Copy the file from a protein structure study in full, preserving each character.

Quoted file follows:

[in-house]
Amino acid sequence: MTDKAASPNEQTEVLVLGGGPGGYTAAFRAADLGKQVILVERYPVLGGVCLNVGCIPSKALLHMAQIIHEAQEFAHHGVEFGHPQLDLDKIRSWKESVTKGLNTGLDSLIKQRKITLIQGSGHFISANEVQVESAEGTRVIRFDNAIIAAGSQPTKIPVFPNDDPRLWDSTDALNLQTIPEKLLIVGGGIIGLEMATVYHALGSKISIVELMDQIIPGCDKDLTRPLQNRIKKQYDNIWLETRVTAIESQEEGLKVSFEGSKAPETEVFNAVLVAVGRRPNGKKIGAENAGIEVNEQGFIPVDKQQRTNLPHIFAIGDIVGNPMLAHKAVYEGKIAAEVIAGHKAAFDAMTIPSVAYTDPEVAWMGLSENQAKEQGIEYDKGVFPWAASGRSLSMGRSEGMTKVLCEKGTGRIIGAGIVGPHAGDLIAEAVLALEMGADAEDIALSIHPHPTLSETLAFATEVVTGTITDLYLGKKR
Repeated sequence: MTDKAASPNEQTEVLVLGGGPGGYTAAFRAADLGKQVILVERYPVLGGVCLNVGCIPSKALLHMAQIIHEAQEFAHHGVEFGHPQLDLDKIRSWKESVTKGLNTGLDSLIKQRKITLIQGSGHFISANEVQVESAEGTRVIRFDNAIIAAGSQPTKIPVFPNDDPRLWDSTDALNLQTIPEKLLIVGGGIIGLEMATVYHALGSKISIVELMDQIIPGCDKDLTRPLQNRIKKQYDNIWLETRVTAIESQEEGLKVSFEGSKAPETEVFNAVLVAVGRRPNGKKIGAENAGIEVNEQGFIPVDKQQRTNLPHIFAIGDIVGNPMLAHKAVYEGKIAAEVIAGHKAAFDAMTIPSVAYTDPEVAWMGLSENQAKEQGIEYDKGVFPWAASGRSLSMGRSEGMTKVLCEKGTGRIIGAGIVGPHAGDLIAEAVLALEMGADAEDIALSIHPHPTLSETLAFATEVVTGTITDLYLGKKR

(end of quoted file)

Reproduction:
[in-house]
Amino acid sequence: MTDKAASPNEQTEVLVLGGGPGGYTAAFRAADLGKQVILVERYPVLGGVCLNVGCIPSKALLHMAQIIHEAQEFAHHGVEFGHPQLDLDKIRSWKESVTKGLNTGLDSLIKQRKITLIQGSGHFISANEVQVESAEGTRVIRFDNAIIAAGSQPTKIPVFPNDDPRLWDSTDALNLQTIPEKLLIVGGGIIGLEMATVYHALGSKISIVELMDQIIPGCDKDLTRPLQNRIKKQYDNIWLETRVTAIESQEEGLKVSFEGSKAPETEVFNAVLVAVGRRPNGKKIGAENAGIEVNEQGFIPVDKQQRTNLPHIFAIGDIVGNPMLAHKAVYEGKIAAEVIAGHKAAFDAMTIPSVAYTDPEVAWMGLSENQAKEQGIEYDKGVFPWAASGRSLSMGRSEGMTKVLCEKGTGRIIGAGIVGPHAGDLIAEAVLALEMGADAEDIALSIHPHPTLSETLAFATEVVTGTITDLYLGKKR
Repeated sequence: MTDKAASPNEQTEVLVLGGGPGGYTAAFRAADLGKQVILVERYPVLGGVCLNVGCIPSKALLHMAQIIHEAQEFAHHGVEFGHPQLDLDKIRSWKESVTKGLNTGLDSLIKQRKITLIQGSGHFISANEVQVESAEGTRVIRFDNAIIAAGSQPTKIPVFPNDDPRLWDSTDALNLQTIPEKLLIVGGGIIGLEMATVYHALGSKISIVELMDQIIPGCDKDLTRPLQNRIKKQYDNIWLETRVTAIESQEEGLKVSFEGSKAPETEVFNAVLVAVGRRPNGKKIGAENAGIEVNEQGFIPVDKQQRTNLPHIFAIGDIVGNPMLAHKAVYEGKIAAEVIAGHKAAFDAMTIPSVAYTDPEVAWMGLSENQAKEQGIEYDKGVFPWAASGRSLSMGRSEGMTKVLCEKGTGRIIGAGIVGPHAGDLIAEAVLALEMGADAEDIALSIHPHPTLSETLAFATEVVTGTITDLYLGKKR